How To Build A Theological Library: Old Testament Backgrounds

November 3, 2012 — 6 Comments


I meant to post this yesterday (as readers in RSS will have noticed), so rather than wait until next week, it seemed like the thing to do while I watch some college football.

To give a preview of how this series will unfold, here’s a table of contents:

As you can see, I’m taking a kind of middle way between traditional English Bible divisions and Hebrew divisions (Torah, Prophets, Writings). This is because a) I teach Old Testament across 4 quarters rather than 3 and b) I think it helps divide things evenly giving equal time to the story of the Old Testament and the corresponding commentary on the story.

So, before we get into the actual book divisions themselves, I thought I’d give an overview of suggested background resources. Just keep in mind I’m giving my preferences and recommendations. In other words, these are the resources I prefer and use in my own library. There are certainly other great options out there, but since I’m not aiming at a comprehensive list of options, I’m just giving you what I’ve found helpful and what I think should be in pretty much every pastor and teacher’s library. With that in mind, here’s what I’d suggest as overall Old Testament resources

Old Testament Overview and Backgrounds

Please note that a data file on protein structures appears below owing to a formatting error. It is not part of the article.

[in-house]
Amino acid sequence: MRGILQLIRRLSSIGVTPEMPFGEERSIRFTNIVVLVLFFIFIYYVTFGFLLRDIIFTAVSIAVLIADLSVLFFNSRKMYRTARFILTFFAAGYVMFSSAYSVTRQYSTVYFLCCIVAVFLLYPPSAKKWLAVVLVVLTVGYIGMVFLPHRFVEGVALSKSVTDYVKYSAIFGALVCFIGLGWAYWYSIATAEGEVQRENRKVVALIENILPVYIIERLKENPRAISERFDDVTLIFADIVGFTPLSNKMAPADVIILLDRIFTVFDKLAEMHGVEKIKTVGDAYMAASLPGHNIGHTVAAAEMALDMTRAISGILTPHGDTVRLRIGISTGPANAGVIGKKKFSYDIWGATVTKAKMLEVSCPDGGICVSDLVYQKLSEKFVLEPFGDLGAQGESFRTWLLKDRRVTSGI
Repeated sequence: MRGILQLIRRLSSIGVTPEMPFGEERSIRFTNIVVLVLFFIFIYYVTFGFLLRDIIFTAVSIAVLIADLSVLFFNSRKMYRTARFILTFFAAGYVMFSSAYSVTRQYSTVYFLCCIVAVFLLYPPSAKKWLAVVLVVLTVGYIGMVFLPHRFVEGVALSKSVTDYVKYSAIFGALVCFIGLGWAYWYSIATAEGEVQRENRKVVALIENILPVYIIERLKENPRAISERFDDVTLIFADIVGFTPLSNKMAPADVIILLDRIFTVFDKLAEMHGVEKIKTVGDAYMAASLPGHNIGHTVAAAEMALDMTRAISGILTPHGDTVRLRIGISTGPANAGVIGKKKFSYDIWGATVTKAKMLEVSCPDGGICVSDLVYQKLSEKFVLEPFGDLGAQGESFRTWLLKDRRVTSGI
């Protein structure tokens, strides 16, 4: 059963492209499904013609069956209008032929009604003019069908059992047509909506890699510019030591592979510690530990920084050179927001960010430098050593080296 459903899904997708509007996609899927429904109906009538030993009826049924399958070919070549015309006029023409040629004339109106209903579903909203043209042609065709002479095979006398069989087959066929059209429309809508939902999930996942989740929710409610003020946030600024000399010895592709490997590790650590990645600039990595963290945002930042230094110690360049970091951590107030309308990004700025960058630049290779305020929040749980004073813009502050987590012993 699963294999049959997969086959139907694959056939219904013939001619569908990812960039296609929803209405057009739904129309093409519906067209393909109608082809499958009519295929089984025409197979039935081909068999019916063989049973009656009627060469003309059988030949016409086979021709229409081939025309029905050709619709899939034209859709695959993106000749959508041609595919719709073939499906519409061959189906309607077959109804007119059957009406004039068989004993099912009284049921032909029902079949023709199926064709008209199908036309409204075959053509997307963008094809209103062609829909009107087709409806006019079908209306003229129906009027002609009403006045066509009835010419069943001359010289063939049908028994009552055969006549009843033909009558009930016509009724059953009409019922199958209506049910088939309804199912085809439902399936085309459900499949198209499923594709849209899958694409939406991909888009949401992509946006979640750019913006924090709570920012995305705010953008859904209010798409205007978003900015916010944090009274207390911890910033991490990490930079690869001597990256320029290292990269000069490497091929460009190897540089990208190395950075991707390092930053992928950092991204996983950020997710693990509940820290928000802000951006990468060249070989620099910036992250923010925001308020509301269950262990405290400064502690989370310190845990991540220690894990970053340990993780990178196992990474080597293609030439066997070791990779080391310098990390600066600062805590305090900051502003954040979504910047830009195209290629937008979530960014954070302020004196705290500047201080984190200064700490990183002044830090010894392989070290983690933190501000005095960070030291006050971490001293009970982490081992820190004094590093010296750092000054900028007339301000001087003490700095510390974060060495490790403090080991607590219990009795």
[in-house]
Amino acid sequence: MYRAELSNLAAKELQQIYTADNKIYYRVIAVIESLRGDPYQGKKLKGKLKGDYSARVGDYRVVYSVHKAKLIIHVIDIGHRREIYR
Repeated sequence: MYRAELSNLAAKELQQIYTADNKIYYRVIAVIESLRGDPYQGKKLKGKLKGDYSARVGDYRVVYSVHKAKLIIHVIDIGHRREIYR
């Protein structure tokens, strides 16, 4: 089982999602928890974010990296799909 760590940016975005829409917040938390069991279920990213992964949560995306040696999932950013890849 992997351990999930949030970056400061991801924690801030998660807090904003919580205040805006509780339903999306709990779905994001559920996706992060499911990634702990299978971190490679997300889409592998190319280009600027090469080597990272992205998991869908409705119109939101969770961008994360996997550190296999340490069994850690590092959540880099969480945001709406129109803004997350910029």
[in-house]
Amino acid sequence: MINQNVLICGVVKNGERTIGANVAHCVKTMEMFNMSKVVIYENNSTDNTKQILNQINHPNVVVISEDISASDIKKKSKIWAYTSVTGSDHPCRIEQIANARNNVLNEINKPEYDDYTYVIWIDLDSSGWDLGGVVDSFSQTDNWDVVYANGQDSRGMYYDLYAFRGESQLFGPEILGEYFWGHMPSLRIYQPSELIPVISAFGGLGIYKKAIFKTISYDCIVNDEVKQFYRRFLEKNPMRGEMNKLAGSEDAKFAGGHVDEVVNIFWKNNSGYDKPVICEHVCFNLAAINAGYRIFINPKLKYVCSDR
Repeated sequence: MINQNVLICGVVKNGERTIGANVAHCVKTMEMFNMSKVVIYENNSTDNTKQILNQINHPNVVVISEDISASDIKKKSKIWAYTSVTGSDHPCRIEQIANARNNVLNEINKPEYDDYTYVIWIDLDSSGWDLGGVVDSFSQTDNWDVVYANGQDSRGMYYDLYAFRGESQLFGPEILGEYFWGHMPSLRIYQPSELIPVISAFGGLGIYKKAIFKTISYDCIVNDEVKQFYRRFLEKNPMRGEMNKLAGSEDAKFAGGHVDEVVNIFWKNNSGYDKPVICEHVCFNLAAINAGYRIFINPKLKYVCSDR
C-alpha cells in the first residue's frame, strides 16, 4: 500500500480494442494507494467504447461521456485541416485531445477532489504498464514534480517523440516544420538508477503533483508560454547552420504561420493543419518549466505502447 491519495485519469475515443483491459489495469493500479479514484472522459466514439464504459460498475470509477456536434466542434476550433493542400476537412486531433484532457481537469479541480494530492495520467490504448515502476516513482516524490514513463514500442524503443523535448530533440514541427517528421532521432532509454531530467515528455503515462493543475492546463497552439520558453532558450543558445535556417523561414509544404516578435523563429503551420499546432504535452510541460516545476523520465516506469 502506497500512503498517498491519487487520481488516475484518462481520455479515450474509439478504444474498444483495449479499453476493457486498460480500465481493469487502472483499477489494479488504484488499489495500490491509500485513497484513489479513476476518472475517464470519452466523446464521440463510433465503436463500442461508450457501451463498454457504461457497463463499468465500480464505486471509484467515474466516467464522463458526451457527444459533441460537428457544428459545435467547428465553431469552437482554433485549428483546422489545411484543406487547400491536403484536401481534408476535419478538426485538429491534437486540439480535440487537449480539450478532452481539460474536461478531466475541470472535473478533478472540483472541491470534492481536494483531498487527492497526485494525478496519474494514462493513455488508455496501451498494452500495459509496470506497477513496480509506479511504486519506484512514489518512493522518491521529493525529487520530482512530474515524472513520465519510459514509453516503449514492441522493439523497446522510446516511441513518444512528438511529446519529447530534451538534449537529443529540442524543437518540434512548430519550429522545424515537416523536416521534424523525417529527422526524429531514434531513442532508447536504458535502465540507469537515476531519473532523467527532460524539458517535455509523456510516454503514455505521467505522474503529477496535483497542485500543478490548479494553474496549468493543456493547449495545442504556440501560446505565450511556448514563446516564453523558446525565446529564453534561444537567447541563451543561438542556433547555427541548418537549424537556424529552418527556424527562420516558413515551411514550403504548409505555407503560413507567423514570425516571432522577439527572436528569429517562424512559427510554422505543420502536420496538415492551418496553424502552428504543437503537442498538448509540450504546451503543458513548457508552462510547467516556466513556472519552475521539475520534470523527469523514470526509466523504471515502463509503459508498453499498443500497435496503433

There are certainly more I could list, but these are the resources I’m consulting over and over as I make Bible survey notes. The last book is actually the textbook for the class. Walton’s background book is especially helpful, but as a whole these resource work together to give a broad survey and theological overview of the Old Testament.

Now, when it comes to individual books, your best bet is to get a solid commentary covering each book of the Bible. If you want a comprehensive survey of available commentaries on Old Testament books, you should check out Tremper Longman’s Old Testament Commentary Survey or John Glynn’s Commentary and Reference Survey. If you’d just like to know the 2 best commentaries on each book, then simply click here. Rather than cover individual books, here’s a quick rundown of my favorite commentary series, of which I’ll suggest individual titles in the coming posts.